A Journey Through One Man’s Trunk – Guest Post by Author Patrick Malum
Patrick Malum – Author of Oddity of the Magicus Eye
So as you may have noticed, this is not Duffy. But I am Australian and, as you know, all Australian writers learn under the legendary Australian author Jay Kristoff, which obviously means we are highly qualified to talk about writing—which I was going to do until about one sentence ago.
I was so close to opening up about my writing process like a million other writers before me, so close to peeling back the layers of this chocolate cake and revealing the golden nuggets inside that would hold the key to your writing success. Instead, I figured why don’t we take a look at my trunk novels and the amazing failures I went through before writing the greatest (only) space fantasy serial of all time, Oddity of the Magicus Eye! So read on and enter my sacred writing trunk (folder on Dropbox) unless you’re one of those writers who YOUR FIRST BOOK WAS AMAZING AND YOU DIDN’T HAVE TO GO THROUGH THIS HELL.
So let’s go back to 2011 . . .
Ok, so we’re skipping a huge chunk of history but pre-2011 was just the stuff every young writer did: really-really large handwriting on an A4 page, horrible pencil drawings on the other, staples. Repeat. I had maybe twenty of these tiny books, or episodes, which ripped off everything. Final Fantasy (particularly the best one: VIII), Star Wars (the villain was basically Darth Vader), The Lion King (the Vader character’s name was Scar for some reason), the Spyro games, etc.
In 2006, I upgraded to typing books with Arkai and Achom (featuring Halo, Lord of the Rings, etc.) and Coly Key: Pyramid Explorer Legend (Tomb Raider: Legend rip-off). In third grade I wrote Harry Potter and the Antidote of Life and some more Final Fantasy VIII rip-offs.
Now let’s go to 2011 for real, one year before the Mayan Apocalypse and in a time when I was obsessed with the end of the world. The first book (“book”) I ever wrote was Apocalypse 2029, about the asteroid that’s going to slam into Earth in about ten years. I entered the first scene into a short story competition in Year 7 and took the first prize: lunch. The book was a tiny 19,638 words but it felt like I’d just written a goddamn tome. The book was unreadable.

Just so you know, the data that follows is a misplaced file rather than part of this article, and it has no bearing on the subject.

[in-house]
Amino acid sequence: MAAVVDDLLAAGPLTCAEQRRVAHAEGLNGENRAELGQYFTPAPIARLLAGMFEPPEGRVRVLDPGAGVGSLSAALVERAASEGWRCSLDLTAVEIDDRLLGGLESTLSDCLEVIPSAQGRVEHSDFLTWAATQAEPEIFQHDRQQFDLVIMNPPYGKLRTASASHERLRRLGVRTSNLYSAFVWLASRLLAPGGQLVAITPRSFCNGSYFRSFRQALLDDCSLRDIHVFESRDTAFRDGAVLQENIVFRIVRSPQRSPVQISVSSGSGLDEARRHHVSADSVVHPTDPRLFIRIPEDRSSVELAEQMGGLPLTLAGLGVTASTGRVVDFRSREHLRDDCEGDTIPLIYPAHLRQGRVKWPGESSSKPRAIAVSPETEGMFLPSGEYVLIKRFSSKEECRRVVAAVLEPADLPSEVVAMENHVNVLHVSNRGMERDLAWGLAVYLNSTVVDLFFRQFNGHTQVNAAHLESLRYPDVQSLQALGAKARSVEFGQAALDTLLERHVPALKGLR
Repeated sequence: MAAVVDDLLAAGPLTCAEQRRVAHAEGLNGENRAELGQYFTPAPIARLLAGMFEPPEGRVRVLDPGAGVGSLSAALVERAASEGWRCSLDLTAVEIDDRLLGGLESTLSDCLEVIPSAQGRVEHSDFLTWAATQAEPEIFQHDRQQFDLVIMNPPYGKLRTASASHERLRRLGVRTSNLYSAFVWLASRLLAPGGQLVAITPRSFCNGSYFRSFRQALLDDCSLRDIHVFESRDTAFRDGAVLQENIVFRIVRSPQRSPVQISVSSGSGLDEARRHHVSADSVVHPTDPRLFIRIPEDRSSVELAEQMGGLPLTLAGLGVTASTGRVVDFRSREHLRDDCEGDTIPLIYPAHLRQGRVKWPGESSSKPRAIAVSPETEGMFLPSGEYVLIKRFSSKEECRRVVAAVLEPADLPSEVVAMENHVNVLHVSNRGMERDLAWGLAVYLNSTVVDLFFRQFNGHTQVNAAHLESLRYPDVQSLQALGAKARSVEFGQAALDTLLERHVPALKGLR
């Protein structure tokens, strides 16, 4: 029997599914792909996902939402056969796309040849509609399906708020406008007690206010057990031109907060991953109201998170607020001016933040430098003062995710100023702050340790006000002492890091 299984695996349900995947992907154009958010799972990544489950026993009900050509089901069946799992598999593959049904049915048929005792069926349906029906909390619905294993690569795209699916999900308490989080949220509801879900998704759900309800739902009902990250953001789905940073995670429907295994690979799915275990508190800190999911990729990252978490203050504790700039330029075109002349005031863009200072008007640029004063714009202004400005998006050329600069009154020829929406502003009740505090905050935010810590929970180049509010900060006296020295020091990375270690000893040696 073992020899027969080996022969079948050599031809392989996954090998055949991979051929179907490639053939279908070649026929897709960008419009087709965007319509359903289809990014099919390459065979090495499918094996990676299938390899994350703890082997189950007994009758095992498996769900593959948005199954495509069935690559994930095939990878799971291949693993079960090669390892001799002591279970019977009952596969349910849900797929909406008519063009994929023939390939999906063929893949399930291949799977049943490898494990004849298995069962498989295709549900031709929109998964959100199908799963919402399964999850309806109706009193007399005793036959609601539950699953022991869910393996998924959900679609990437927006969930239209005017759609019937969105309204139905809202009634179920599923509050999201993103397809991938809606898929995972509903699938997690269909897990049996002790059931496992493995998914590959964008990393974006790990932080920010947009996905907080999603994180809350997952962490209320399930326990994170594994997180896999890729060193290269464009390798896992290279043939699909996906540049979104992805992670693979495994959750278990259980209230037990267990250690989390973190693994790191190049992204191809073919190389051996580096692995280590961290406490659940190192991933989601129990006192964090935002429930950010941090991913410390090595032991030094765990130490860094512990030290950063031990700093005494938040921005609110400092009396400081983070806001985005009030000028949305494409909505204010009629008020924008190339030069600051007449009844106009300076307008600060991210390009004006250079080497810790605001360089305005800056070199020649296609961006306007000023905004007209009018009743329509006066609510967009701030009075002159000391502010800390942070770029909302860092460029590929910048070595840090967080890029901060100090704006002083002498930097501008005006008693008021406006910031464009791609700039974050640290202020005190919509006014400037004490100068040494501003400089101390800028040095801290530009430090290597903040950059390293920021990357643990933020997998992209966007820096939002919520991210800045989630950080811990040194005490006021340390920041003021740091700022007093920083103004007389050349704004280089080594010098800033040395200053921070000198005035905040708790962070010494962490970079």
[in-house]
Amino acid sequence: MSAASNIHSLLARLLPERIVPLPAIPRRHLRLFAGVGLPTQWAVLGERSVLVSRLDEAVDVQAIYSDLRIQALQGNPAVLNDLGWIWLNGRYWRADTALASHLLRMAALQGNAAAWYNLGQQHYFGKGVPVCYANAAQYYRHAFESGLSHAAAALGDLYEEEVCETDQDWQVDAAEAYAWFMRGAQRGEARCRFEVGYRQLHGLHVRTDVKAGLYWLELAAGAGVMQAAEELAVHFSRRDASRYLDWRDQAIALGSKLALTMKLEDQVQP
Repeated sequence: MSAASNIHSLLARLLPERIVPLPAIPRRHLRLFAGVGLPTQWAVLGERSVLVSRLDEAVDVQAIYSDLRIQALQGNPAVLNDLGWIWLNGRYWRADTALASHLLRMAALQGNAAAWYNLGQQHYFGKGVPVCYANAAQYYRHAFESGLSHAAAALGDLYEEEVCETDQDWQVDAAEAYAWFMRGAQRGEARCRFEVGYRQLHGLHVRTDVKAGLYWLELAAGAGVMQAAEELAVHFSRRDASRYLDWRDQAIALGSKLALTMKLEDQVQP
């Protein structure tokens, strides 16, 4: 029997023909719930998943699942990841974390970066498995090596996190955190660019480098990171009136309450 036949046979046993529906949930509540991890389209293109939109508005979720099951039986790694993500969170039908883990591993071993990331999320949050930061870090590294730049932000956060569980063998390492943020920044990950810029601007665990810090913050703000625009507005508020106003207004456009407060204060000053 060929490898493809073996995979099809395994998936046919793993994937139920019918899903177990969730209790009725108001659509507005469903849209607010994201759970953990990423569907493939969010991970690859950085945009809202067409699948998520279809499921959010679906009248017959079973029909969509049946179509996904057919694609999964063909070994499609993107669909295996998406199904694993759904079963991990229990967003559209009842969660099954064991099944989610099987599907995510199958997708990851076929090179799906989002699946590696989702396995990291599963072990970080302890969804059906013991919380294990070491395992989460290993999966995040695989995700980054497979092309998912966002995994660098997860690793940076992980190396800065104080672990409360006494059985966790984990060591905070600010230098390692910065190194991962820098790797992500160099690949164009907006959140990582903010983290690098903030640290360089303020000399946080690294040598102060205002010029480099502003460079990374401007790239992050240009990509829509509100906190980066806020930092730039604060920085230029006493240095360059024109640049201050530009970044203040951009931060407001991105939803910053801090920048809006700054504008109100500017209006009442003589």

In 2012, I awoke in the middle of the night to the GreatestIdeaEver™ which was a dystopian thriller called Gavin Hawke. As I lay in bed listening to the ending of In the Name of God by Dream Theater, I meticulously crafted the entire novel and then spent the next year or so writing the 41,000 word epic that would go on to become a bestseller, and then a film trilogy with the last one split in two, and make me a millionaire before age fifteen. The book was unreadable.
In 2013, I awoke in the middle of the night to the GreatestIdeaEver™ which was a dystopian thriller called Battalion: Origin. It was only 55,000 words so I wrote a half-assed sequel and added it so that it went to 80,000 words and that looks good on the Microsoft Word word-count thing. It was an F-bomb fest. The book was readable but embarrassing.
And then I actually started . . . reading books. The first book I picked up in, like, five years was The Way of Kings by Brandon Sanderson. And somehow I actually blasted through it. I went on a fantasy binge until eventually landing on the first book in The Wheel of Time series.
This book created the biggest jump in my writing ability ever.
In 2014, I wrote The Last Sorcerer (114,000 words) and The Last Sorcerer Reboot (96,000 words) and The Black Throne (117,000 words). The Last Sorcerer and The Black Throne were hugely ambitious epic fantasies that were way beyond my skill level but they taught me a) that I can hit proper word counts and b) that THIS is my genre.
In 2015, I wrote my first trilogy and started to be able to execute things the way I envisioned them. This also marked the point where I finally felt confident giving my books to readers and the first time people were able to interact with the texts on a deeper level than just, well, reading it. Now keep in mind, it took an embarrassing SEVEN BOOKS to reach this point.
Then I wrote the first draft of what would become the beginning of Oddity of the Magicus Eye. I’ve also written other stuff, lots of it for other people, a handful of novellas, a secret novel that’s maybe with agents and stuff, and maybe some other secret stuff too. But Oddity is the project that’s been nagging at me for years and it marks my first time releasing something.
It’s a serial, like the first stories I ever wrote, but it has one thing going for it that many of my earlier books did not: this one is readable (IT BETTER BE). The first part is available now on Amazon and Kindle Unlimited. It’s a monthly YA space fantasy about magic and gods and the unbearable weight of legacy. It was also a #1 bestseller in the space opera category for, like, a day.
Buy it now on Amazon for about a dollar:
There’s also a website:
BIO: Patrick Malum (rhymes with Salem) was born in Melbourne, Australia in the same year the animated classic Antz was released in theatres. He is not a real person; instead he is the far less-cool alter ego of a musician who writes music and sometimes performs it.